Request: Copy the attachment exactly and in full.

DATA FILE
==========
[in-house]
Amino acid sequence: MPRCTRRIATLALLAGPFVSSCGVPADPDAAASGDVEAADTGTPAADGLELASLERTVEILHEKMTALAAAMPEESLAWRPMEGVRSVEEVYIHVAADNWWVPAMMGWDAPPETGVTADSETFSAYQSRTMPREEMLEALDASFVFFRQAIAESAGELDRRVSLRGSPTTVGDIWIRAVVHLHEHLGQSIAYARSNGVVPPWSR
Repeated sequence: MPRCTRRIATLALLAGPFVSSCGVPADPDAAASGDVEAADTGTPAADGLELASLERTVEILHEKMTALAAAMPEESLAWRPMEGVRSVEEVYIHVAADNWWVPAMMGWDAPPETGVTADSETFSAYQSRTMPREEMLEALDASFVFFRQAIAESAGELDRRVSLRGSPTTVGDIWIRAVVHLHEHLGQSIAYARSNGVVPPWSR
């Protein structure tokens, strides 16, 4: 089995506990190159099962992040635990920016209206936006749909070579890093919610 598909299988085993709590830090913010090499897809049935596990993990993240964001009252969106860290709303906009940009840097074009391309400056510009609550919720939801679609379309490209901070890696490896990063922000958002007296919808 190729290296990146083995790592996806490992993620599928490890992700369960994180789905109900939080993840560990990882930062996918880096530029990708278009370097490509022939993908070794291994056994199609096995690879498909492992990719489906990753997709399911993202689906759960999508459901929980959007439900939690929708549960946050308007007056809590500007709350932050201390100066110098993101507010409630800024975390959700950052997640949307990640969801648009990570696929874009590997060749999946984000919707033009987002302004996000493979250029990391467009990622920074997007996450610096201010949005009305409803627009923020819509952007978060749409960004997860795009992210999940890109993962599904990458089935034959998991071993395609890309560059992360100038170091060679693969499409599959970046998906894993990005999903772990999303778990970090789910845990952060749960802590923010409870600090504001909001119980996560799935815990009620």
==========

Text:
[in-house]
Amino acid sequence: MPRCTRRIATLALLAGPFVSSCGVPADPDAAASGDVEAADTGTPAADGLELASLERTVEILHEKMTALAAAMPEESLAWRPMEGVRSVEEVYIHVAADNWWVPAMMGWDAPPETGVTADSETFSAYQSRTMPREEMLEALDASFVFFRQAIAESAGELDRRVSLRGSPTTVGDIWIRAVVHLHEHLGQSIAYARSNGVVPPWSR
Repeated sequence: MPRCTRRIATLALLAGPFVSSCGVPADPDAAASGDVEAADTGTPAADGLELASLERTVEILHEKMTALAAAMPEESLAWRPMEGVRSVEEVYIHVAADNWWVPAMMGWDAPPETGVTADSETFSAYQSRTMPREEMLEALDASFVFFRQAIAESAGELDRRVSLRGSPTTVGDIWIRAVVHLHEHLGQSIAYARSNGVVPPWSR
């Protein structure tokens, strides 16, 4: 089995506990190159099962992040635990920016209206936006749909070579890093919610 598909299988085993709590830090913010090499897809049935596990993990993240964001009252969106860290709303906009940009840097074009391309400056510009609550919720939801679609379309490209901070890696490896990063922000958002007296919808 190729290296990146083995790592996806490992993620599928490890992700369960994180789905109900939080993840560990990882930062996918880096530029990708278009370097490509022939993908070794291994056994199609096995690879498909492992990719489906990753997709399911993202689906759960999508459901929980959007439900939690929708549960946050308007007056809590500007709350932050201390100066110098993101507010409630800024975390959700950052997640949307990640969801648009990570696929874009590997060749999946984000919707033009987002302004996000493979250029990391467009990622920074997007996450610096201010949005009305409803627009923020819509952007978060749409960004997860795009992210999940890109993962599904990458089935034959998991071993395609890309560059992360100038170091060679693969499409599959970046998906894993990005999903772990999303778990970090789910845990952060749960802590923010409870600090504001909001119980996560799935815990009620």